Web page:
Captain Talbot won the battle over seniority when then President Adams, (whom years earlier during the war had helped gain his freedom from the English prison), honored Silas Talbot’s military service over Captain Truxton's privateering.  Captain Truxton was so bitter over the defeat that he threatened to leave the Navy rather than serve under Captain Talbot, but instead took command of Constitution’s sister ship, the USS Constellation. [I guess you could say Truxton won the consolation prize! Sorry, I couldn’t resist that one]

     However, there was one more bomb to explode in this battle and it was tossed not by Captain Truxton, but rather by Silas Talbot’s own son Theodore.   It seems while both Captains Talbot and Truxton were on the high seas, Theodore was engaged in a little secret romancing back home.   In 1803, Theodore finally broke the news to Captain Talbot that he planed to wed the beautiful Elizabeth Truxton, daughter of Captain Thomas Truxton! [wouldn't you have loved to be in the room when that came out?]

     Defeated by the senior Talbot, Captain Truxton put aside old rivalries and Theodore and Elizabeth were married in Captain Truxton’s New Jersey home.

     So you see, not only am I a 6th great grandson of Captain Silas Talbot, I am also a 6th great grandson of Captain Thomas Truxton, Silas Talbot’s greatest rival.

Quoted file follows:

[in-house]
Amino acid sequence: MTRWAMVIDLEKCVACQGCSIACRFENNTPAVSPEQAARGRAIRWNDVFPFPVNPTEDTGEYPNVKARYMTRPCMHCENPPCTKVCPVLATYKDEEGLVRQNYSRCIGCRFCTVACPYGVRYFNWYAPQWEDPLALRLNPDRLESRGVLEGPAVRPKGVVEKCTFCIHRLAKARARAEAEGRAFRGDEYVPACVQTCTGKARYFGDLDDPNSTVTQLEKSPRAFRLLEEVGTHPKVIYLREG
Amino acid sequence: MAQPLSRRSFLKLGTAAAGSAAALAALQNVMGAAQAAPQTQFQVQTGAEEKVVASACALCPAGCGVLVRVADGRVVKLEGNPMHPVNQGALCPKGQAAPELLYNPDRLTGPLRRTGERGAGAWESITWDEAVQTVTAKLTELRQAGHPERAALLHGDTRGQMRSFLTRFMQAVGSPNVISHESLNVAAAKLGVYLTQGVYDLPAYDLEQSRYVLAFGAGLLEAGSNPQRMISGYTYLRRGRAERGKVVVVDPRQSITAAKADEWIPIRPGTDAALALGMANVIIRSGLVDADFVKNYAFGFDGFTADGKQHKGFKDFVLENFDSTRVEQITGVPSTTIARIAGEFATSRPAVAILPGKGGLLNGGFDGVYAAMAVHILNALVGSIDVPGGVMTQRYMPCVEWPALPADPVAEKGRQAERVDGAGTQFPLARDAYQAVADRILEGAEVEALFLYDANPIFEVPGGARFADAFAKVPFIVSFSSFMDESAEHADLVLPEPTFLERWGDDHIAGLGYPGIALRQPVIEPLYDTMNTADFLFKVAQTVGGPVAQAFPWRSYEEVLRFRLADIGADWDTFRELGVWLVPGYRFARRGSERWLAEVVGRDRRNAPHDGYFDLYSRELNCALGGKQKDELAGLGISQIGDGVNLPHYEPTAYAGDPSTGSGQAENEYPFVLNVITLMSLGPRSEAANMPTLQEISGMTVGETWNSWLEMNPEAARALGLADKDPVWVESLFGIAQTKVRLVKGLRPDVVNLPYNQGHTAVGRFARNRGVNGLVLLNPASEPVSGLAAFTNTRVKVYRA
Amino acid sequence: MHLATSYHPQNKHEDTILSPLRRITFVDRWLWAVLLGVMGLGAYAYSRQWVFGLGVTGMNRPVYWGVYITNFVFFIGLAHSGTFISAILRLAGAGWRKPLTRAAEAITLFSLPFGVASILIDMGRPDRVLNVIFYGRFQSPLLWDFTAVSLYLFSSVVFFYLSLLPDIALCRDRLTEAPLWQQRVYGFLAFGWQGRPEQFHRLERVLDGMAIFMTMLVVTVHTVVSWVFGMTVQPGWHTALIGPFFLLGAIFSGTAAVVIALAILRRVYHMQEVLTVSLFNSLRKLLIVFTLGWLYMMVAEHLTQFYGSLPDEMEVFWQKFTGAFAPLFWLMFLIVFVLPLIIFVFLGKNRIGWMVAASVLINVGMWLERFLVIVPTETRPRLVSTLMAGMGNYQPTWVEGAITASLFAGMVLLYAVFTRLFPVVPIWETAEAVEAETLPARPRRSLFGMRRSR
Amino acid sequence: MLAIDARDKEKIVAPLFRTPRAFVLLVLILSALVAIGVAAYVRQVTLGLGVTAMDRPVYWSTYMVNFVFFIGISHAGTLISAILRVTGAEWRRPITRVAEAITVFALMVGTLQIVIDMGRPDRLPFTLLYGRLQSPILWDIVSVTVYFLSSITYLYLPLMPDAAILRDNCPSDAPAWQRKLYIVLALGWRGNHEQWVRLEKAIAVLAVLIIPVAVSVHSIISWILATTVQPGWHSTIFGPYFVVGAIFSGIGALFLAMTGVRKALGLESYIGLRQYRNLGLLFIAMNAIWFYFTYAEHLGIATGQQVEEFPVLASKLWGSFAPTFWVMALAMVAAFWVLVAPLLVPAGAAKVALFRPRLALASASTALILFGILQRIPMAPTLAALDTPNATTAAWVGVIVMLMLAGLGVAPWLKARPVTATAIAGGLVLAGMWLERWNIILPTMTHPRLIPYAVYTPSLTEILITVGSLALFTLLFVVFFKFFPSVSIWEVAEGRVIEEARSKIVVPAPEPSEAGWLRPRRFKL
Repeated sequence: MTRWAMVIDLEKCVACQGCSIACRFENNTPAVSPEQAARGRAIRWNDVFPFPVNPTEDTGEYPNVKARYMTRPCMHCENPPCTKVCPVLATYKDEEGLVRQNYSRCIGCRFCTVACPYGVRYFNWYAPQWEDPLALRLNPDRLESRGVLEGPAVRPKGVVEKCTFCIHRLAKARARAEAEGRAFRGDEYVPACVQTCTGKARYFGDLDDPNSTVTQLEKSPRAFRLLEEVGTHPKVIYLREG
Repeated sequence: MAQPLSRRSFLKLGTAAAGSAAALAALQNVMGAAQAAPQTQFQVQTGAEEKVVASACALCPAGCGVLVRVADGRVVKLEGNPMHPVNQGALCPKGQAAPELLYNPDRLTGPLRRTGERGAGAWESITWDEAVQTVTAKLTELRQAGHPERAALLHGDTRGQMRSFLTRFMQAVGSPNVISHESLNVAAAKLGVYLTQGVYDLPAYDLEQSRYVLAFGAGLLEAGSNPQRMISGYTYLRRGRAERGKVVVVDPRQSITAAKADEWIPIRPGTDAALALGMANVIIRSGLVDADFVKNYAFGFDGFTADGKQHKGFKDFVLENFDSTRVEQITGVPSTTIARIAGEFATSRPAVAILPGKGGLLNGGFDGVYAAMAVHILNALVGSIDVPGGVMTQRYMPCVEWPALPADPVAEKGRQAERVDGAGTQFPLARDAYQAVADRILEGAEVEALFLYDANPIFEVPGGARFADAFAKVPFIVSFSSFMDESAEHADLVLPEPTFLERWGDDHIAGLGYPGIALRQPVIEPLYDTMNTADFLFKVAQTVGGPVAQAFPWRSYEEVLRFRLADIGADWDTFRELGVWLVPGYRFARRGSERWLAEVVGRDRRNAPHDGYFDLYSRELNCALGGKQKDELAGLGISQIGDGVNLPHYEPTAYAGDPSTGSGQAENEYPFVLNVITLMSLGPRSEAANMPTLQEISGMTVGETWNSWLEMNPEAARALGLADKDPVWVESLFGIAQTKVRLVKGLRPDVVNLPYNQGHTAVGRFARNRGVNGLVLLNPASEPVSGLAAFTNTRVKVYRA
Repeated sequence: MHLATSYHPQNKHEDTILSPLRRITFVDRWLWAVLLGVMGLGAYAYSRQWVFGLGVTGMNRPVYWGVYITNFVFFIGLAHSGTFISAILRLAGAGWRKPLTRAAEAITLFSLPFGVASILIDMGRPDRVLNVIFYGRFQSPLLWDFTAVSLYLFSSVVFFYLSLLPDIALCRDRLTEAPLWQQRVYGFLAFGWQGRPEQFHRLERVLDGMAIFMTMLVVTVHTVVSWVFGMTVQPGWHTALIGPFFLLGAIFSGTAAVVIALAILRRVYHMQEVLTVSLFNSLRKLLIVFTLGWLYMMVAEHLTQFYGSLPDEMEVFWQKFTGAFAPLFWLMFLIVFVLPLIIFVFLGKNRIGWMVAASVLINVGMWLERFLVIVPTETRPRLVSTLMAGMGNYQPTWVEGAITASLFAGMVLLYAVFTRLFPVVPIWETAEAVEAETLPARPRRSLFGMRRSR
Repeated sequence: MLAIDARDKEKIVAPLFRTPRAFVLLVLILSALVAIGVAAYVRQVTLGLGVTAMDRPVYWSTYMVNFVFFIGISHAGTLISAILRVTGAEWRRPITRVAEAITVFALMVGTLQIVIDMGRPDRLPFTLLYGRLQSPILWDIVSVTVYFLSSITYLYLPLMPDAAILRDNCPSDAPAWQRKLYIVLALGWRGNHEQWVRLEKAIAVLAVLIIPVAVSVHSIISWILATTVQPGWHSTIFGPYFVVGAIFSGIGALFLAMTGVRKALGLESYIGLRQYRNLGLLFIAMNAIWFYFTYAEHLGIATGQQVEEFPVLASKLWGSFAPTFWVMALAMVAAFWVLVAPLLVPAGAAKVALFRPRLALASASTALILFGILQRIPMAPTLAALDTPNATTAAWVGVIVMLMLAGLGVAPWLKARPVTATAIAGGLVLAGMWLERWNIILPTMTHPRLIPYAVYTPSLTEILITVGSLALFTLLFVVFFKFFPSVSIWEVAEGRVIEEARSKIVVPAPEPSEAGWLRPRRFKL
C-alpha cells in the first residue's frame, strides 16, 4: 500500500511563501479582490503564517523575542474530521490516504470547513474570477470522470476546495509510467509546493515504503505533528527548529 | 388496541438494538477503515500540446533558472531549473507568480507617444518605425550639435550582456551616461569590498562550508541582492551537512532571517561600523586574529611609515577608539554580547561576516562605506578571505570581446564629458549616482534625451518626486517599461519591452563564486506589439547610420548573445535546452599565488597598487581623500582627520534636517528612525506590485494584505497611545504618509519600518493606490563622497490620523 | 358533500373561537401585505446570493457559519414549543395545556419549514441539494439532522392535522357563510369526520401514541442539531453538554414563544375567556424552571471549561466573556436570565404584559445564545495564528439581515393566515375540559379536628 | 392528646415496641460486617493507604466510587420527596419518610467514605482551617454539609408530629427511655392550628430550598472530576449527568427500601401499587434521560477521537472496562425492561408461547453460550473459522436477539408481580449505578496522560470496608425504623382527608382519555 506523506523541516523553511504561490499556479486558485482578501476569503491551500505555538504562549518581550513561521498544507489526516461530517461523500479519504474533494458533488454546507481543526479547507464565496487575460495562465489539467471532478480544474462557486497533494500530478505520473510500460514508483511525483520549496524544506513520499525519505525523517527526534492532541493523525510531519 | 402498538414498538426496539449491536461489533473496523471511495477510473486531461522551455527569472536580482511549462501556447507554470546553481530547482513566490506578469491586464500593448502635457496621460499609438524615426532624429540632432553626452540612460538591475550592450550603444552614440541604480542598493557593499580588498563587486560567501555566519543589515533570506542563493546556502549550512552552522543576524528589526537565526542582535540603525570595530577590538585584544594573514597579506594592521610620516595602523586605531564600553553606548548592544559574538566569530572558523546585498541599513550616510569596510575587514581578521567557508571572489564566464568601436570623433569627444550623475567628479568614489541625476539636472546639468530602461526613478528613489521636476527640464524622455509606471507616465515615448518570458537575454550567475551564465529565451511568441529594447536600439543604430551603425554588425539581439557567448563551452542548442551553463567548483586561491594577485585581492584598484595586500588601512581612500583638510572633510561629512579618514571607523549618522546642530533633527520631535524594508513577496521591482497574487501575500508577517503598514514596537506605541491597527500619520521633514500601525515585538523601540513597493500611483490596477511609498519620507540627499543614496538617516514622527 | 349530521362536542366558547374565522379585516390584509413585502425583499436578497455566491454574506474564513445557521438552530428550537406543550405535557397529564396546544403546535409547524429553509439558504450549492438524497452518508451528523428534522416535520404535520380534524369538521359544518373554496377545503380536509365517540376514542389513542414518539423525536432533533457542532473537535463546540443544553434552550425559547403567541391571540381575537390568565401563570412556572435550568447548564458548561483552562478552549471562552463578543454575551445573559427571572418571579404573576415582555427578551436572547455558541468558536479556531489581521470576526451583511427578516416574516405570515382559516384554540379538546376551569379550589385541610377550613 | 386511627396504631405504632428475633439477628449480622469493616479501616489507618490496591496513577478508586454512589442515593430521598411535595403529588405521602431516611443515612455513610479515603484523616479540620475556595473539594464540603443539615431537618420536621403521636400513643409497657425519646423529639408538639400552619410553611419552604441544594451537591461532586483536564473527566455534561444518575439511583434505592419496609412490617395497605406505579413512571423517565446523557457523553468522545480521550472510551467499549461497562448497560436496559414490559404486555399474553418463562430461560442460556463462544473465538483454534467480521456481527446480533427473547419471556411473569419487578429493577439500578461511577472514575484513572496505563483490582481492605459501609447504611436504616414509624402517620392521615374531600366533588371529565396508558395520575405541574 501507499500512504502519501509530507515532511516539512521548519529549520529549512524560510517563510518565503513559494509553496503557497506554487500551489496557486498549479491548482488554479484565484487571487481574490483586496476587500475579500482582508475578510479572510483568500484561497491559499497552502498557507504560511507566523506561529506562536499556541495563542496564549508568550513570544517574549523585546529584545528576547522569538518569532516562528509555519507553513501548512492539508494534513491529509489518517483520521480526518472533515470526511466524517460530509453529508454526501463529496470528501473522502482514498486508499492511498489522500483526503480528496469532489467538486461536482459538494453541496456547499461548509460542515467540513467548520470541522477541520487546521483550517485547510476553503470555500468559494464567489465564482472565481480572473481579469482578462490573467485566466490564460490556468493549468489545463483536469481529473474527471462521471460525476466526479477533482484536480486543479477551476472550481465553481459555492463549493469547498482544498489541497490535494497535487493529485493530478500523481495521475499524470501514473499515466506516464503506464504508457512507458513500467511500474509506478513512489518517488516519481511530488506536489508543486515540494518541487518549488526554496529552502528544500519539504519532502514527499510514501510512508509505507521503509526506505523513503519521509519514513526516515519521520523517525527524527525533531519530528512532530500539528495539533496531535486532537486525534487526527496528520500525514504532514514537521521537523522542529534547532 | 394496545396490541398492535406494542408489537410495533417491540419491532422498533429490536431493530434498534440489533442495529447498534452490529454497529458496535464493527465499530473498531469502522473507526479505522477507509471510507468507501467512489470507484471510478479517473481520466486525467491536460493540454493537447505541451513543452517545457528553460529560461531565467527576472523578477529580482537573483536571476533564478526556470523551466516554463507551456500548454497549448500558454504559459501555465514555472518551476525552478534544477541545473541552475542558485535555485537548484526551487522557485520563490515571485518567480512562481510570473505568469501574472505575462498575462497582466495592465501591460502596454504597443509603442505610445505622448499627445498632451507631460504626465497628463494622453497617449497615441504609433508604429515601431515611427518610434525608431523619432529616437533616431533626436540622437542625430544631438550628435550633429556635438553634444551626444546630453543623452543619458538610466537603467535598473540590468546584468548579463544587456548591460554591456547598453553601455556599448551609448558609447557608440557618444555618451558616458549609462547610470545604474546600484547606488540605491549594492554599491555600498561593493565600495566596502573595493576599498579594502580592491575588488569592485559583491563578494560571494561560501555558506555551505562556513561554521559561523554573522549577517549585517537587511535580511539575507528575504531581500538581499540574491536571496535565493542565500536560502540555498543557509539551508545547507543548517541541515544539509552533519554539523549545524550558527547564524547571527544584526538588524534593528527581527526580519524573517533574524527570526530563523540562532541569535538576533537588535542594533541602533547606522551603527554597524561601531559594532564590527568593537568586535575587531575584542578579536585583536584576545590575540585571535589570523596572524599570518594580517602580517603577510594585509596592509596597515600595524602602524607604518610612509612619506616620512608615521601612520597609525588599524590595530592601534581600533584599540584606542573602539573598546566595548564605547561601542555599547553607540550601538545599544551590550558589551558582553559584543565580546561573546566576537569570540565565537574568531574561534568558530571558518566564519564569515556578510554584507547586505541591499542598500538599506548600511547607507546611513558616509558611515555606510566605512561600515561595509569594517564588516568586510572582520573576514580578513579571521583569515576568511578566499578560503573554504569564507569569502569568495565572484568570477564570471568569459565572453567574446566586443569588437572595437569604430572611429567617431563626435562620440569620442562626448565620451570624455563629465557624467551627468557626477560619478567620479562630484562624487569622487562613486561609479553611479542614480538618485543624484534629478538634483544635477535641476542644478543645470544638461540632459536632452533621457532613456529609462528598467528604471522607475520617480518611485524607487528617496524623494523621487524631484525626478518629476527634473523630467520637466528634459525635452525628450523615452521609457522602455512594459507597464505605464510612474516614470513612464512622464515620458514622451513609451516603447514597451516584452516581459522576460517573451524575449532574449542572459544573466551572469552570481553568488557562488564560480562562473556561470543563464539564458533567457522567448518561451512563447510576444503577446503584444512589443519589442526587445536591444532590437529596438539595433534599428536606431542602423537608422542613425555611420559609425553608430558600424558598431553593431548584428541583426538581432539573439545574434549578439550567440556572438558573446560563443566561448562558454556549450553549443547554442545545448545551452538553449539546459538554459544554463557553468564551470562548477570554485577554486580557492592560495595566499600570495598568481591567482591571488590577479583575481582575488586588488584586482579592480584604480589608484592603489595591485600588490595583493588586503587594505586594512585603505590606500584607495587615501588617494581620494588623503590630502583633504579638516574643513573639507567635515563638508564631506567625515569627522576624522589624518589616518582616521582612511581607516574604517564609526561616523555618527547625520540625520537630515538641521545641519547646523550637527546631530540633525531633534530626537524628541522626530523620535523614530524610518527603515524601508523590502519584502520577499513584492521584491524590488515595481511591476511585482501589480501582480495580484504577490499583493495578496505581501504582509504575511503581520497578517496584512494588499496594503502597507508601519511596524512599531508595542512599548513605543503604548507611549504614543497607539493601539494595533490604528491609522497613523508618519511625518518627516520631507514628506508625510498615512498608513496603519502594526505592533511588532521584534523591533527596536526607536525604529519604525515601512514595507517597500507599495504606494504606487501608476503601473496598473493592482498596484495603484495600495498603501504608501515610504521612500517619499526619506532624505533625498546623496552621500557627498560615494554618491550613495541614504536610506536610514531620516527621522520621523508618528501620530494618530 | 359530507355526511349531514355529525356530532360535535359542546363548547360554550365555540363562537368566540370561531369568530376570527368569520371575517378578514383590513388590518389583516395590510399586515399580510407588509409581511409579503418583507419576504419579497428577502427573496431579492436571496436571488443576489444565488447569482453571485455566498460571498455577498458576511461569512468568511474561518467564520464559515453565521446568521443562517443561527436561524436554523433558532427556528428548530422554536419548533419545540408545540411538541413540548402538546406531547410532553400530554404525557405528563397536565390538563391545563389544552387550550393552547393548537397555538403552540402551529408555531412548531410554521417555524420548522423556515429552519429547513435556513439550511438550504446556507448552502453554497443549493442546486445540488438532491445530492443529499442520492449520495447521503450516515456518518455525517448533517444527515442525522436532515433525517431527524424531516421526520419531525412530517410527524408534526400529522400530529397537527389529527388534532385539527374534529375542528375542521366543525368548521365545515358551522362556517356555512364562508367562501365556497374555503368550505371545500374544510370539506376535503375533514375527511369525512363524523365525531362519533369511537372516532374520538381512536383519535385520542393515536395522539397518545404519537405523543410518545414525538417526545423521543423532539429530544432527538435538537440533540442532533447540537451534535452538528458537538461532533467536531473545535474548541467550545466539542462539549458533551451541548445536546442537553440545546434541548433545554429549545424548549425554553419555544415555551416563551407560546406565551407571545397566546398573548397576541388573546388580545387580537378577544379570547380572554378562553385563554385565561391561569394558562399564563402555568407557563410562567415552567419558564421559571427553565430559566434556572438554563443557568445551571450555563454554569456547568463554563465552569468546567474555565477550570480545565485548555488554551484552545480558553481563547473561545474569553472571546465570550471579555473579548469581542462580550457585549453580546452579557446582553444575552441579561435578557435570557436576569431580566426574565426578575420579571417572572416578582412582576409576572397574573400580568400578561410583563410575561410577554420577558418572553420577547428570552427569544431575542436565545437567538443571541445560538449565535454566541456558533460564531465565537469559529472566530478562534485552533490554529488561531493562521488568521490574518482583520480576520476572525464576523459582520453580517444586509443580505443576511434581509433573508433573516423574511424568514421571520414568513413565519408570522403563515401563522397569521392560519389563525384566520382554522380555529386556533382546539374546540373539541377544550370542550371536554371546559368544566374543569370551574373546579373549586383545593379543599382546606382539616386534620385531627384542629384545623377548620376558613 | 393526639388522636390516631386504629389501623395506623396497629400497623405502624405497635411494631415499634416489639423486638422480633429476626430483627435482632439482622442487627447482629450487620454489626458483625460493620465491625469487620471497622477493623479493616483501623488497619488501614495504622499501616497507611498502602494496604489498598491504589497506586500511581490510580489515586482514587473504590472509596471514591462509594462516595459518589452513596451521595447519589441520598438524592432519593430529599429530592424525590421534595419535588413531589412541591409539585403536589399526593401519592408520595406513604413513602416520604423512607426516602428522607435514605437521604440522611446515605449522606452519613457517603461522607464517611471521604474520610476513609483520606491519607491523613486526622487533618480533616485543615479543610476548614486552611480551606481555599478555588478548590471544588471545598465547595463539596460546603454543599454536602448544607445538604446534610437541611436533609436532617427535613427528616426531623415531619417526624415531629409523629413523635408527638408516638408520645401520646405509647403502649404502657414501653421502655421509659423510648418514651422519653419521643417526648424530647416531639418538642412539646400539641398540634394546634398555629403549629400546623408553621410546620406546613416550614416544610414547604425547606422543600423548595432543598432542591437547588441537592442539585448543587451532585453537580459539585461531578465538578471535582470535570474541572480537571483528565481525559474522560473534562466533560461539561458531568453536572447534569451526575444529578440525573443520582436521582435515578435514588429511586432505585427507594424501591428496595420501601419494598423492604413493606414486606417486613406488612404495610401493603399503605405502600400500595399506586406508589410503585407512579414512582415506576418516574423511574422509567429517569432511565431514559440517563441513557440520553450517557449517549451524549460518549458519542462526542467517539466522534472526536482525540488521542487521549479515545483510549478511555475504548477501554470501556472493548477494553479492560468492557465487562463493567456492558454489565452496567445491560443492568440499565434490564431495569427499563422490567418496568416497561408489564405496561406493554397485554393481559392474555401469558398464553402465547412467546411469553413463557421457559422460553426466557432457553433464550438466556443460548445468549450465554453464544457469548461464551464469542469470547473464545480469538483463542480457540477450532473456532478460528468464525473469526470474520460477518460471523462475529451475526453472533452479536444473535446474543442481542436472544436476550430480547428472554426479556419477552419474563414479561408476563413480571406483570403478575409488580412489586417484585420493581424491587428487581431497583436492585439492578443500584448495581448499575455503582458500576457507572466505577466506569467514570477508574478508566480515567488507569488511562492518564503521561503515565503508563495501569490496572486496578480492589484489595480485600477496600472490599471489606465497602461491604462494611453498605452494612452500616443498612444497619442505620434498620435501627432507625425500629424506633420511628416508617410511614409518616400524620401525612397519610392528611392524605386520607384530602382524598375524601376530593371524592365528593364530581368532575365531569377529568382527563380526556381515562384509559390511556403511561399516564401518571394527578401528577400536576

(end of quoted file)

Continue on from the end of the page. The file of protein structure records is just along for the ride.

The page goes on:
I have joined the Fox Valley Chapter of the Illinois Society of the Sons of the American Revolution to commemorate my relation to Silas Talbot.  During my activities with the SAR I have meet several very interesting people including former Illinois Supreme Court Justice Louis Rathje and the Speaker of the House, Representative Dennis Hastert.

Bruce Talbot, Speaker of the House Dennis Hastert, Peggy Talbot., May 28, 2005

Part of my duties with the SAR is as chairman of the ROTC awards recognition program state-wide.  A very handsome bronze metal and certificate is award to an outstanding high school ROTC cadet, and a silver medal and certificate to an outstanding college ROTC cadet.  I have made personal appearances at all the schools offering ROTC in the Fox Valley area and have enjoyed meeting these fine young men and women.

Air Force JROTC Cadet Senior Master Sergeant Sedric L. Williams With Bruce Talbot

At the Fox Valley chapter, I am also responsible for the yearly law enforcement officer Commendation Medal and certificate. The most recent award winner was Lombard patrol officer Jerry O'Meara.  Officer O'Meara was shot in the line of duty while investigating a theft complaint and suffered severe injury to his arm and hand.  The offender was charged with attempted murder of a police officer.  The Fox Valley Chapter awarded Officer O'Meara the Bronze medal and on May 7, 2005 the Illinois Society awarded him the silver law enforcement medal.

Illinois Society Law Enforcement Chairman Tim Krell, Officer Jerry O'Meara, Fox Valley President Don Parrish, and Bruce Talbot.

BUZZ112@aol.com (click to e-mail)